Water, of course, is the main actor in the Grand Canyon story. The Colorado River is responsible for the whole shebang – 277 miles long, 18 miles across and a mile deep. But from the rim of the canyon the water is scarcely noticeable. It is another type of water today that is more in evidence up on the rim – bottled water.
The effects of bottled water
Park officials estimate that more than 20% of all the waste in the park is from those ubiquitous clear plastic bottles. Disposable water bottles don’t always end up in the trash or recyclable bins, either. They are also a main source of litter on the trails and in public spaces across the park.
And so Grand Canyon National Park no longer sells water in disposable plastic bottles. But the park also realizes that drinking water is critical to visitor safety and enjoyment at the canyon, even in the winter. So they have come up with something better – Grand Canyon spring water, absolutely free.
How do you get this magic elixir?
Underground springs percolate throughout the Grand Canyon and the one that has been tapped for all the park’s drinking water is Roaring Springs, which is reached by a 4.7-mile hike down the North Kaibab Trail from the North Rim. The high plateau of the north rim is visited by storms in the monsoon season and snows in the winter and that water seeps through thousands of feet of rock until it reaches a layer of Bright Angel Shale where it can penetrate no further. The pent-up pressure spews the water from the Roaring Springs and it disseminated by a pumphouse through the park. If you ever cross the Silver Bridge on the Bright Angel Trail you can see the pipeline that was constructed in the 1960s bringing the water across the Colorado River.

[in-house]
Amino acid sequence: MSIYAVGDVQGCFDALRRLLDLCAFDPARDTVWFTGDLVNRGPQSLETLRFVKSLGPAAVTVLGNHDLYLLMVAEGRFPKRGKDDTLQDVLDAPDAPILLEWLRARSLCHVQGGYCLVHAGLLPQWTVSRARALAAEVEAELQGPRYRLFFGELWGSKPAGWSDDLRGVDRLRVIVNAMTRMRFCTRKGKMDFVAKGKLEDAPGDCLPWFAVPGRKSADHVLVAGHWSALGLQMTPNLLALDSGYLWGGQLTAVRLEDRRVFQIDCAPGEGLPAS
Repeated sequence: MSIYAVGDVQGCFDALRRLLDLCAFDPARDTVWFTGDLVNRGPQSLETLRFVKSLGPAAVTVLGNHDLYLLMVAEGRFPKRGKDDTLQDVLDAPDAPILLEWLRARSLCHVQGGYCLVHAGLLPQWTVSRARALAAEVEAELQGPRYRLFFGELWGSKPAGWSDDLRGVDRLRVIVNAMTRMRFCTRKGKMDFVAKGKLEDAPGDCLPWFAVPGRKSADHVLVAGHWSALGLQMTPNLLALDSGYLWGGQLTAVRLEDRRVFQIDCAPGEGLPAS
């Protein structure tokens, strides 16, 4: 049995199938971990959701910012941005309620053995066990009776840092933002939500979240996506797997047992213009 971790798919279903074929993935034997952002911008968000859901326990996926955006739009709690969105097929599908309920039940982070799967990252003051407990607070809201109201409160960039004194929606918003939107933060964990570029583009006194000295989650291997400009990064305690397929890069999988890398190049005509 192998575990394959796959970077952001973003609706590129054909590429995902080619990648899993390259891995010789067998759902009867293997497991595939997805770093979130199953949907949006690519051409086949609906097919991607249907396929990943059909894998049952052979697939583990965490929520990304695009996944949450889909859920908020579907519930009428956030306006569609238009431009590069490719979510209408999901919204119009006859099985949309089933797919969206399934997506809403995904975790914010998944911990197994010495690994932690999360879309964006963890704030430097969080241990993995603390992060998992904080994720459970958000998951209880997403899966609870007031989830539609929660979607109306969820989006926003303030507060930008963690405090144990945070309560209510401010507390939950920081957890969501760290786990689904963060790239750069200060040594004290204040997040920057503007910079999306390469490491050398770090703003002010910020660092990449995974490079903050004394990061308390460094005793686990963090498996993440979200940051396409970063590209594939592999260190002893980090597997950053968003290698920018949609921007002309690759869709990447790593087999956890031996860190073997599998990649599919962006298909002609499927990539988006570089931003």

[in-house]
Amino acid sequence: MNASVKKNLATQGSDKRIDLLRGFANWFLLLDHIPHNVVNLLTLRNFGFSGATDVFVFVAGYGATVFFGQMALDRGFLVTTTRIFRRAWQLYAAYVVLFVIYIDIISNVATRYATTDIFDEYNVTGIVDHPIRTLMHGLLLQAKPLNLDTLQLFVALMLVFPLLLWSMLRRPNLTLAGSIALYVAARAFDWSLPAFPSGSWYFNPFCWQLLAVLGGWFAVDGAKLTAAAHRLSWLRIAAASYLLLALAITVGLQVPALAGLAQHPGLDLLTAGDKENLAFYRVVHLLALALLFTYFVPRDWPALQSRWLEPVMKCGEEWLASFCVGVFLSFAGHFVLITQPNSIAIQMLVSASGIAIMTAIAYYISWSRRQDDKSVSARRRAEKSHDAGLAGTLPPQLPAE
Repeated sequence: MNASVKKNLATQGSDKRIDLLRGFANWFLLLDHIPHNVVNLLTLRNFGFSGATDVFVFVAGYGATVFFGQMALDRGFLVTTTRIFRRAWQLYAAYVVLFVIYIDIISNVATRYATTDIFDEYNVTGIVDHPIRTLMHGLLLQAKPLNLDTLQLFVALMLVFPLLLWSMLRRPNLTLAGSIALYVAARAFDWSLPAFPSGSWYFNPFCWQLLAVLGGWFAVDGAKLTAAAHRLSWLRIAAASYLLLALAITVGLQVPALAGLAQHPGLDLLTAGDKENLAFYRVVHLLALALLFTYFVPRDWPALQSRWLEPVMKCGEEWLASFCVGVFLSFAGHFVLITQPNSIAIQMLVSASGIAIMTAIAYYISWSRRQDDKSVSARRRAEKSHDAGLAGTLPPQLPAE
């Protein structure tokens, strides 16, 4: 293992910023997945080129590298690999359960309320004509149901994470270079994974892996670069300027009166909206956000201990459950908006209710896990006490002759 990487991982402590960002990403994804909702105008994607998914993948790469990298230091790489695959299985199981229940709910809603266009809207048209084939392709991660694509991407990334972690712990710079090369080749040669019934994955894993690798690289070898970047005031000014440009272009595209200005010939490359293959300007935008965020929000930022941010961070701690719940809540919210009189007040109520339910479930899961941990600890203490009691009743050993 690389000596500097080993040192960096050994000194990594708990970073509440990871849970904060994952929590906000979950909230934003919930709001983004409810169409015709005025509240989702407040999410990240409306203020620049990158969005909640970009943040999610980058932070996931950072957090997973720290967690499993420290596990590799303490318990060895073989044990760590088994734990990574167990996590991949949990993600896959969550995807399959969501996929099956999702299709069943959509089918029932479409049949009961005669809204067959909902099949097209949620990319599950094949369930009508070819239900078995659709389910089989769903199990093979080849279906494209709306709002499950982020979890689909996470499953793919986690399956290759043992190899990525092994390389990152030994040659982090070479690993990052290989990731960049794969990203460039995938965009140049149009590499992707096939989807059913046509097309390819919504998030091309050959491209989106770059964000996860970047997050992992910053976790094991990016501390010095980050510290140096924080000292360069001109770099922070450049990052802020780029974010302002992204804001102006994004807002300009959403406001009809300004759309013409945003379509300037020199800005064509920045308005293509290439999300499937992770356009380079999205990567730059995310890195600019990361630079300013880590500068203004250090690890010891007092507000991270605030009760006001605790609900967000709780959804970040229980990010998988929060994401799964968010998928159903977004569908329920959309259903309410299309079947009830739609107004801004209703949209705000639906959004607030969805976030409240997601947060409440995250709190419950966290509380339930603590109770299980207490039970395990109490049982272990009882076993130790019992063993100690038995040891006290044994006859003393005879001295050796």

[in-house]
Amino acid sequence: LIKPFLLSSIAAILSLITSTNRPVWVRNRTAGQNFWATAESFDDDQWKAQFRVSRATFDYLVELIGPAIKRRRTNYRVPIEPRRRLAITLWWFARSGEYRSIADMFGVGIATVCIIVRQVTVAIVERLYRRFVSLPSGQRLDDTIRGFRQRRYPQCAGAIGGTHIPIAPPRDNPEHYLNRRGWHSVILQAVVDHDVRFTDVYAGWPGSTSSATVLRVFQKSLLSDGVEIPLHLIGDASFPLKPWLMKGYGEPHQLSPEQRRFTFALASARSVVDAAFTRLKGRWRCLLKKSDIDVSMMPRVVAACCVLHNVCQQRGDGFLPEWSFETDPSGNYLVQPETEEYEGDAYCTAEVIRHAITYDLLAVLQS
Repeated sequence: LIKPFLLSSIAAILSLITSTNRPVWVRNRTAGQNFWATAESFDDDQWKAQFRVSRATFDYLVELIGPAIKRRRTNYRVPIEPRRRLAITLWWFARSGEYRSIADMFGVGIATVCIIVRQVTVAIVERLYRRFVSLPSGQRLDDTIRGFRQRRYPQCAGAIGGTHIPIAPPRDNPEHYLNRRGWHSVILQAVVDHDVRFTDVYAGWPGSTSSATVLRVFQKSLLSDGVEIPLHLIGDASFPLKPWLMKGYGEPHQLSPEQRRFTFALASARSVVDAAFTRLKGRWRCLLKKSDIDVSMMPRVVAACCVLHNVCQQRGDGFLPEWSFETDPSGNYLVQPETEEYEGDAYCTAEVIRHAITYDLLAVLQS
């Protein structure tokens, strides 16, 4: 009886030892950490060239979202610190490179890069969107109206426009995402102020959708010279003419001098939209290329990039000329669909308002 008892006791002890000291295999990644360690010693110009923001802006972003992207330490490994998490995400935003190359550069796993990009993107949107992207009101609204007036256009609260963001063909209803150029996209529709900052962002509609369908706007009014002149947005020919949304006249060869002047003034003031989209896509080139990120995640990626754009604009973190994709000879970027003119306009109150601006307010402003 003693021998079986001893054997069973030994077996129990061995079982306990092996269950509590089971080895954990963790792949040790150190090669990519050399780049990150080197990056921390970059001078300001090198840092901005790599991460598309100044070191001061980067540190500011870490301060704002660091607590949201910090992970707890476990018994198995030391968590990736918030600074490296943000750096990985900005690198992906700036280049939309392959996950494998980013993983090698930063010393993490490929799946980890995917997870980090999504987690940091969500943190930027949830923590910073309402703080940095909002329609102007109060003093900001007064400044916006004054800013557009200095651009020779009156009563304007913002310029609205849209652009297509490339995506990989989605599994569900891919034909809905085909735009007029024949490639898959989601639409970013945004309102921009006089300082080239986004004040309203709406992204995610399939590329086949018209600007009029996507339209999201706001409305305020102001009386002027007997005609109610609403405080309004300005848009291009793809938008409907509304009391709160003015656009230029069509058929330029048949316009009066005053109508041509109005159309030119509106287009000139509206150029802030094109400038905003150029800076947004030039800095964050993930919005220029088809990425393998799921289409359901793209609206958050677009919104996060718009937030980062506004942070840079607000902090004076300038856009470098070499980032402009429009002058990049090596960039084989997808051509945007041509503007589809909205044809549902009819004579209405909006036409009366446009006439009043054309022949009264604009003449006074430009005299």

The NPS has installed thirteen designated filling stations for the Roaring Springs water, ten on the South Rim and three on the North Rim. The South Rim stations operate year-round but only the station at the North Rim Backcountry Office is equipped with a frost-free valve to dispense winter water on the north side of the canyon. The filling stations also double as information kiosks on the hydrology of the Grand Canyon.
Visitors to the Grand Canyon are encouraged to “reduce, reuse, refill.” If you do not have a water bottle Grand Canyon souvenir bottles are sold for a reasonable $2.50. As spring run-off approaches you may find your water bottle fills with turbid or cloudy water. These sediments do no harm in any way and the water if perfectly safe to drink. And, it is free.